Depending on the vehicle type, the charging power or charging principle differs between "fast charging capable" and "not fast charging capable". A charging power greater than 22 kW is referred to as fast charging. Many electric cars can now even be charged with up to 150 kW direct current - but they don't have to be.
"Smaller electric vehicles in particular can also be charged without any problems via the conventional household socket," reports Intrasol employee Maximilian Schwarze.
Up to 11 kW charging power is usually possible in consultation with the energy supply company. The charging connections specifically designed for electric vehicles are Type 2 for alternating current or CCS for direct current. Most normal charging stations and wallboxes are equipped with a type 2 plug and can be easily installed on the premises. 22 kW or more charging power can only be charged with direct current.
In this case, special connection conditions are necessary and require high investment costs. The best way to find out whether such a conversion would be possible and what costs you would incur is to ask the energy supply company in your region.
The connections for e-bikes are diverse and range from USB-C to the household socket to the Type 2 plug. So in the end, which charging pillars or charging stations are best suited for your charging infrastructure depends on the type of vehicle. When buying a car, you can also ask about this.
HOW MUCH EFFORT DO I HAVE TO CALCULATE FOR PLANNING, PROJECTING AND INSTALLATION?
As a rule of thumb, calculate about 10 percent of the purchase price for the acquisition and installation of the hardware per electric car to be purchased. If you plan to further expand electric mobility after successfully testing the vehicles, Maximilian Schwarze has another tip for you: "Think long-term when installing your charging infrastructure. Lay empty pipes in the car park area or already lay cable connections to be able to connect more car parks to it in the future."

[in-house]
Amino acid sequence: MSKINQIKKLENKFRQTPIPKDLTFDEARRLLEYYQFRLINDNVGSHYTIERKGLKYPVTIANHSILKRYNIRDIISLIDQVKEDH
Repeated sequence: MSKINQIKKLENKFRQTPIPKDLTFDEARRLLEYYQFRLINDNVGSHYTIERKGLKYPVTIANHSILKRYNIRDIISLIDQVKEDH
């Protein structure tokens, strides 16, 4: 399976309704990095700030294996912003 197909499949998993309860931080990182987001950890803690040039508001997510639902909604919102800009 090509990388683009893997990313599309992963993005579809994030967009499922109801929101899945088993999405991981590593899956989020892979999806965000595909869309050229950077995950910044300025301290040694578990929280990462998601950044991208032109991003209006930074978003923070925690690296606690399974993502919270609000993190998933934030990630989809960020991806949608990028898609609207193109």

The charging infrastructure can also be linked to energy generation on your own premises, as FSD Fahrzeugsystemdaten GmbH, for example, has proven with its "sunflowers". Should you prefer such a model, you should enter into discussion with external consultants at an early stage.
SUMMARY: WITH THESE POINTS EFFICIENT TO THE OWN SHOPPING INFRASTRUCTURE ON SITE
Insofar as you have decided to take the costs for the charging infrastructure into your own hands locally and set up your own infrastructure for charging points for electric cars, you will find experienced advisors at planning offices and your municipal energy suppliers. On umschalten.de we have summarised the most important points for joint planning:
- Make a plan of your car park and design where you can locate charging points and whether they could be expanded in these places.
- Clarify at an early stage which charging columns, charging points and plugs you need for the vehicles to be purchased.
- Plan about 10 percent of the purchase price per vehicle for your own charging infrastructure.
- If you have several vehicles, think about a smart charging management system.